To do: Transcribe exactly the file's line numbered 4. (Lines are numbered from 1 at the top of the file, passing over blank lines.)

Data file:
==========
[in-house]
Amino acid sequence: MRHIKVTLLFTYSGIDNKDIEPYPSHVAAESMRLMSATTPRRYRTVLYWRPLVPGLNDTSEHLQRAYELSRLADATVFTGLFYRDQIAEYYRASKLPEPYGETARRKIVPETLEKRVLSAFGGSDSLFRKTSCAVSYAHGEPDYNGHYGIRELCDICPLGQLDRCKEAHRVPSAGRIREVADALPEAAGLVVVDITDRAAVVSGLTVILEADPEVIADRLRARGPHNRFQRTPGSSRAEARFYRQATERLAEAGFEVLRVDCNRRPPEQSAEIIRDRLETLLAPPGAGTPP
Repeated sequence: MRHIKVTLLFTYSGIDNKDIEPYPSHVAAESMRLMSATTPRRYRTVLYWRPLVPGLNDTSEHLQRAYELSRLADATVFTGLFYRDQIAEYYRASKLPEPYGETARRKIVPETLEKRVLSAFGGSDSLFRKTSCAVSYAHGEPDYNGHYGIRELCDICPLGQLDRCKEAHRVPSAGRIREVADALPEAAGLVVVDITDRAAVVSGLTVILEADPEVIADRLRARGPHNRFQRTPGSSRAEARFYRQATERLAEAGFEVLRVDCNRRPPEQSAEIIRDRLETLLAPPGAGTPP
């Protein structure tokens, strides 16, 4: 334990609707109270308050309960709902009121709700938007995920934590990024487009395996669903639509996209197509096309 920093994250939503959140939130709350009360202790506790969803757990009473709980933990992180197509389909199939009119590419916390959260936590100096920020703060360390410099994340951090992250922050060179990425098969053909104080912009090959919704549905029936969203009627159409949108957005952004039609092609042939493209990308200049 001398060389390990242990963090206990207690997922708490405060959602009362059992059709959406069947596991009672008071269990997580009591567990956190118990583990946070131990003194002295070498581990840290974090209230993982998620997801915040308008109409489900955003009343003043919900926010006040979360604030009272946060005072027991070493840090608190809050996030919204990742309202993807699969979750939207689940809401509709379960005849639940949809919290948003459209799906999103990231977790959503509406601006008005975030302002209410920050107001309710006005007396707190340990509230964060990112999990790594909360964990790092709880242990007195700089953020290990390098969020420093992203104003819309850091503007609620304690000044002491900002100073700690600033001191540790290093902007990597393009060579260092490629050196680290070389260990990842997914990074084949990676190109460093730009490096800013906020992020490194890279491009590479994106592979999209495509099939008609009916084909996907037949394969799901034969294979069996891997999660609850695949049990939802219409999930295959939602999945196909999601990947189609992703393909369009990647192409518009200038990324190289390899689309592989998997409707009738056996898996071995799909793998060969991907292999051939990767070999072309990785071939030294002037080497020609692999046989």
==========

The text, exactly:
């Protein structure tokens, strides 16, 4: 334990609707109270308050309960709902009121709700938007995920934590990024487009395996669903639509996209197509096309 920093994250939503959140939130709350009360202790506790969803757990009473709980933990992180197509389909199939009119590419916390959260936590100096920020703060360390410099994340951090992250922050060179990425098969053909104080912009090959919704549905029936969203009627159409949108957005952004039609092609042939493209990308200049 001398060389390990242990963090206990207690997922708490405060959602009362059992059709959406069947596991009672008071269990997580009591567990956190118990583990946070131990003194002295070498581990840290974090209230993982998620997801915040308008109409489900955003009343003043919900926010006040979360604030009272946060005072027991070493840090608190809050996030919204990742309202993807699969979750939207689940809401509709379960005849639940949809919290948003459209799906999103990231977790959503509406601006008005975030302002209410920050107001309710006005007396707190340990509230964060990112999990790594909360964990790092709880242990007195700089953020290990390098969020420093992203104003819309850091503007609620304690000044002491900002100073700690600033001191540790290093902007990597393009060579260092490629050196680290070389260990990842997914990074084949990676190109460093730009490096800013906020992020490194890279491009590479994106592979999209495509099939008609009916084909996907037949394969799901034969294979069996891997999660609850695949049990939802219409999930295959939602999945196909999601990947189609992703393909369009990647192409518009200038990324190289390899689309592989998997409707009738056996898996071995799909793998060969991907292999051939990767070999072309990785071939030294002037080497020609692999046989």